Skiing in Crans-Montana
Crans-Montana skiing is rightly regarded as some of the best in Switzerland. Unsurprisingly for those already familiar with the nation’s enviable assortment of Alpine slopes, this also means the area is regularly nominated alongside some of the finest skiing resorts anywhere on the planet.
The breathtaking mountain scenery of the wider Valais canton is one of the key reasons for its enduring visitor appeal, with Crans-Montana’s historic twin resort towns perched on a series of sunny plateaus high above the verdant wine-making lowlands of the Upper Rhone Valley. During the snowy winter months, exploring the lower reaches of these soaring peaks via the Crans-Montana ski circuit is hugely rewarding for skiers of all abilities.
With a varied mix of terrains, difficulties and piste styles on offer, the area around Crans-Montana is especially notable for its rich assortment of blue and red ‘intermediate’ slopes - in fact, these account for more than 80% of all local runs.
Beginners and younger family groups are also well catered for, with a selection of green slopes and nursery parks available. Experts may find the relatively small number of black runs somewhat limiting over a longer stay, although there’s plenty of opportunity to explore some challenging terrain off-piste.
The best runs in Crans-Montana
The area immediately surrounding the municipality can broadly be carved into four major skiing zones, each demarcated by its own distinct collection of lifts and gondolas.
Crans and Montana are of course the most immediately accessible sectors of the map, nestled in the south-west corner around the main twin hubs of the resort. Those willing to venture slightly further afield will quickly find themselves exploring the Barzettes-Violette and Aminona slopes, just a mile or two to the north-east.
With such a diversity of ski experiences on offer - everything from smooth, open traverses to twisting, tree-lined downhill runs - it’s difficult to pick out any one slope as a ‘must-ski’. However, below we’ve highlighted three routes in particular which each have their own unique and lasting appeal.
Beginners: Cry d’Er and Les Violettes
If you’re visiting with cautious newcomers or younger skiers, the nursery slopes around the bases of Cry d’Er and Les Violettes make for some really excellent training grounds.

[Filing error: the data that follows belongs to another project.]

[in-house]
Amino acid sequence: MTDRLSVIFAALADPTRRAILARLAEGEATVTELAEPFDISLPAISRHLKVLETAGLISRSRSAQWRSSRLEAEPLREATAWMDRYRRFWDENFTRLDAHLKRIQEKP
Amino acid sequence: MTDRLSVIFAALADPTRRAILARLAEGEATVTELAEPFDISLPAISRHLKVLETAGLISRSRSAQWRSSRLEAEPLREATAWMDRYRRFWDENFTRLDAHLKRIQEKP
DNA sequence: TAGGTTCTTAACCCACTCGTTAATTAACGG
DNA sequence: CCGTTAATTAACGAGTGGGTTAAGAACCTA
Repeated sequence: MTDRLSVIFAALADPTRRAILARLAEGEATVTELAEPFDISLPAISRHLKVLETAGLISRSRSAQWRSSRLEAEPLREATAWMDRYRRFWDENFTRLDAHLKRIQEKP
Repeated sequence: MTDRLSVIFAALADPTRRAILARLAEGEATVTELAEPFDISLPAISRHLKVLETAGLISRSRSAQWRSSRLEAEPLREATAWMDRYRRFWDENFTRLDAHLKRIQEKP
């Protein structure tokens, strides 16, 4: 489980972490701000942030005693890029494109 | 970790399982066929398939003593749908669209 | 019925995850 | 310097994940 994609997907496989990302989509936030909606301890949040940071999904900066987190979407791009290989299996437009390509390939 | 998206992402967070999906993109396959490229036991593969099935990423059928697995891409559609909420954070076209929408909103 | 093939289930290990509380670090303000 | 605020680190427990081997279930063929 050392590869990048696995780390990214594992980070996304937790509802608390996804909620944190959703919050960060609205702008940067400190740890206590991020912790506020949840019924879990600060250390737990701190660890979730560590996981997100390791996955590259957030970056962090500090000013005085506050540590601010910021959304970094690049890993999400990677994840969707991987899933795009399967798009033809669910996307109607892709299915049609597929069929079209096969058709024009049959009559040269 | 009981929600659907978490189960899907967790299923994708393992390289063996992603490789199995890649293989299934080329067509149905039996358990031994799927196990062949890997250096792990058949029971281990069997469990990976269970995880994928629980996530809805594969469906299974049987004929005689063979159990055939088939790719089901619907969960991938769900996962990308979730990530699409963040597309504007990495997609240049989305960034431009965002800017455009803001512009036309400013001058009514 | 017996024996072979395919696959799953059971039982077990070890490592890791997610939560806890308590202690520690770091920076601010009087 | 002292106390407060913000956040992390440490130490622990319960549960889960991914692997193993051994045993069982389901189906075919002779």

Like almost all of the skiing in Crans-Montana, they both require taking a gondola some 500m further up the mountains from the base resorts themselves. In an area renowned for long sunny days even in the depths of winter, these short climbs up to piste level help to mitigate any afternoon snow softening that often occurs in and around the main chalet districts.
Lifts up to the Merbé/Cry d’Er beginner areas are located in Crans itself, while direct access to Les Violettes is from the Barzettes area at the centre of the local ski region. For those that prefer to get their adrenaline by proxy, Cry d’Er is also notable for its popular terrain park - this freestyle-focused winter playground offers a range of ski and snowboarding challenges including quarter pipes, rails and boxes, and several big-air jumps with landing bags.
Intermediate: Aminona and Barzettes
Although still very popular, the handful of gently winding downhills to be found on the (north-eastern) Aminona side of the resort tend to be significantly quieter than more centrally located runs. If you’re an intermediate skier looking to explore a less densely populated piste at your own pace, this makes the free shuttle bus ride over to Barzettes and back well worth your time.
The highest slopes in the region are to be found at Plaine Morte - and, while most aren’t overly difficult, the wider and more open runs can quickly start to feel rather exposed if the weather takes a turn. For the most part, intermediate skiers will generally be more content exploring the tree-lined areas slightly lower down the mountain, especially the testing blue and red routes between Petit Mont Bonvin and Barzettes.
Advanced: Plaine Morte black run
Although Crans-Montana skiing isn’t especially pitched at expert downhillers, one of the more notable black runs in the area tackles the steep section directly below Plaine Morte, the resort’s highest accessible peak at just under 3,000m.
The lengthy Kandahar run heads east, traversing some particularly wide and open sections of the mountainside. While not highly intimidating from a terrain perspective, this will demand a bit of a knack for route-finding - especially when unsettled weather threatens to hamper visibility. It’s reached via the Toula chairlift or by riding the Funitel to Plaine Morte.
As previously noted, there’s also a lot of scope around Crans-Montana for off-piste skiing and snowcross. Much of this is centred around the Plaine Morte Glacier, from where you can follow any number of converging routes and itineraries - one popular route takes you over to the nearby Anzere resort, via a skiable roadway and numerous tunnel sections.
Want to learn more about chalets, golf, nightlife and skiing in Crans-Montana, Zermatt and Verbier? Read our other blog posts to discover what else is on offer year-round across the beautiful Valais canton.